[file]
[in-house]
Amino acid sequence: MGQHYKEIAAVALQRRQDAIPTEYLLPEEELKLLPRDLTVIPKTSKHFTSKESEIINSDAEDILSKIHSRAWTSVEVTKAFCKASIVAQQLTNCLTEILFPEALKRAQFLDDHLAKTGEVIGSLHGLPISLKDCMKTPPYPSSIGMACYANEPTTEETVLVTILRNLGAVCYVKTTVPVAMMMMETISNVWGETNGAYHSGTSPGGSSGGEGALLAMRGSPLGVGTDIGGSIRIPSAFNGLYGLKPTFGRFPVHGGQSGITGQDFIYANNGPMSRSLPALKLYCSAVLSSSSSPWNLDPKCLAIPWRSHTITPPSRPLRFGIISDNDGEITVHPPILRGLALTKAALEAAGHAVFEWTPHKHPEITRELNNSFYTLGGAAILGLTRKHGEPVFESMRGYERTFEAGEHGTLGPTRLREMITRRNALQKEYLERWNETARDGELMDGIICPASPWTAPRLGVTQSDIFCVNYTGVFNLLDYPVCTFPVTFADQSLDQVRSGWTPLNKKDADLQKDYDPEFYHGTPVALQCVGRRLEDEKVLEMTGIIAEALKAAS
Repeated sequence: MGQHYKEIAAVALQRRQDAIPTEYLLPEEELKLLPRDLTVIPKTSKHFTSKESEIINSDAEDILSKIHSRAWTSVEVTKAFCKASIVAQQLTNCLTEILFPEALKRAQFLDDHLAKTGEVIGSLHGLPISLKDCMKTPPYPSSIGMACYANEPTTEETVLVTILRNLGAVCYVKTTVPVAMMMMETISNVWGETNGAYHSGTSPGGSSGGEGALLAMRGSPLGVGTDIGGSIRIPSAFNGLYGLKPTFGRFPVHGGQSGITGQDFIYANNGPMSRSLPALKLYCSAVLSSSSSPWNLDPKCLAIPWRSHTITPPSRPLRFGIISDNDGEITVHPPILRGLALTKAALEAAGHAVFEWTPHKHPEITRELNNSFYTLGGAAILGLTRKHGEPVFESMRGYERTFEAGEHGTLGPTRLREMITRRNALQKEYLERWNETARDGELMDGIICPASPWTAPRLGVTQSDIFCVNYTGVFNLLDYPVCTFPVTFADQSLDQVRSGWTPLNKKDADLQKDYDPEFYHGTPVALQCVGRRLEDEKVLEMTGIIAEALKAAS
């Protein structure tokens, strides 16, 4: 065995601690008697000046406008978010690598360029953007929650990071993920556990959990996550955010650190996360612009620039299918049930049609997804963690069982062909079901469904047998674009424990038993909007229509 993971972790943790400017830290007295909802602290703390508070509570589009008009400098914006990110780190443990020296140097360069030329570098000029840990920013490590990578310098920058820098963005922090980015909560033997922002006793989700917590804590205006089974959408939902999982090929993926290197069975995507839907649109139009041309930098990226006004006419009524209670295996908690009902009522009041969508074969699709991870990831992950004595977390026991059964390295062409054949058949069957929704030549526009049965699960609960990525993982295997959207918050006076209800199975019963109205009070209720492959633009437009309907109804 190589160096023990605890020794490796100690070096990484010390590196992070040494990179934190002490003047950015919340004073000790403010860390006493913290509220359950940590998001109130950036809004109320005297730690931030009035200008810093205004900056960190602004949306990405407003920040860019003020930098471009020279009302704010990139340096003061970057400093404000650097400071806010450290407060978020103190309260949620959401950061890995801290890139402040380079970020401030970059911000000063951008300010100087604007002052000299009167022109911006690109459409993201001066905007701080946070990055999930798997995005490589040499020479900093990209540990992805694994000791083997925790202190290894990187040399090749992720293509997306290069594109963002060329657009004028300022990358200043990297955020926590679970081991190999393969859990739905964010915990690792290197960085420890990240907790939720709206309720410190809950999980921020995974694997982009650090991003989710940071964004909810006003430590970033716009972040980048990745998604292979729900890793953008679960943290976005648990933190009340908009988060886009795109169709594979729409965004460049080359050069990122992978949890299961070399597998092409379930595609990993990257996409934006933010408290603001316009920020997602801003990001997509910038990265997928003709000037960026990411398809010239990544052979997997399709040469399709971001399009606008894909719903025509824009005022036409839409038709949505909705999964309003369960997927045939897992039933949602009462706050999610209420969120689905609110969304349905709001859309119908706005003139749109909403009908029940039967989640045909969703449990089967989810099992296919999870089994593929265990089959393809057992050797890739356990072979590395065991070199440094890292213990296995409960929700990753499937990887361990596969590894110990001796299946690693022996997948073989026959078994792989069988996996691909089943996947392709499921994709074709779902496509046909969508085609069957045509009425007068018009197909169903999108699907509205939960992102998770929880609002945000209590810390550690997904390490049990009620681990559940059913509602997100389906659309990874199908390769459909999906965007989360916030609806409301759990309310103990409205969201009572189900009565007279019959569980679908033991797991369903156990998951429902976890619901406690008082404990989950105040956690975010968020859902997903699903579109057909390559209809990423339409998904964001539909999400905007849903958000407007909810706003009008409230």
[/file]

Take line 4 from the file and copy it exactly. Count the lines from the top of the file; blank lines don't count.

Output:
């Protein structure tokens, strides 16, 4: 065995601690008697000046406008978010690598360029953007929650990071993920556990959990996550955010650190996360612009620039299918049930049609997804963690069982062909079901469904047998674009424990038993909007229509 993971972790943790400017830290007295909802602290703390508070509570589009008009400098914006990110780190443990020296140097360069030329570098000029840990920013490590990578310098920058820098963005922090980015909560033997922002006793989700917590804590205006089974959408939902999982090929993926290197069975995507839907649109139009041309930098990226006004006419009524209670295996908690009902009522009041969508074969699709991870990831992950004595977390026991059964390295062409054949058949069957929704030549526009049965699960609960990525993982295997959207918050006076209800199975019963109205009070209720492959633009437009309907109804 190589160096023990605890020794490796100690070096990484010390590196992070040494990179934190002490003047950015919340004073000790403010860390006493913290509220359950940590998001109130950036809004109320005297730690931030009035200008810093205004900056960190602004949306990405407003920040860019003020930098471009020279009302704010990139340096003061970057400093404000650097400071806010450290407060978020103190309260949620959401950061890995801290890139402040380079970020401030970059911000000063951008300010100087604007002052000299009167022109911006690109459409993201001066905007701080946070990055999930798997995005490589040499020479900093990209540990992805694994000791083997925790202190290894990187040399090749992720293509997306290069594109963002060329657009004028300022990358200043990297955020926590679970081991190999393969859990739905964010915990690792290197960085420890990240907790939720709206309720410190809950999980921020995974694997982009650090991003989710940071964004909810006003430590970033716009972040980048990745998604292979729900890793953008679960943290976005648990933190009340908009988060886009795109169709594979729409965004460049080359050069990122992978949890299961070399597998092409379930595609990993990257996409934006933010408290603001316009920020997602801003990001997509910038990265997928003709000037960026990411398809010239990544052979997997399709040469399709971001399009606008894909719903025509824009005022036409839409038709949505909705999964309003369960997927045939897992039933949602009462706050999610209420969120689905609110969304349905709001859309119908706005003139749109909403009908029940039967989640045909969703449990089967989810099992296919999870089994593929265990089959393809057992050797890739356990072979590395065991070199440094890292213990296995409960929700990753499937990887361990596969590894110990001796299946690693022996997948073989026959078994792989069988996996691909089943996947392709499921994709074709779902496509046909969508085609069957045509009425007068018009197909169903999108699907509205939960992102998770929880609002945000209590810390550690997904390490049990009620681990559940059913509602997100389906659309990874199908390769459909999906965007989360916030609806409301759990309310103990409205969201009572189900009565007279019959569980679908033991797991369903156990998951429902976890619901406690008082404990989950105040956690975010968020859902997903699903579109057909390559209809990423339409998904964001539909999400905007849903958000407007909810706003009008409230």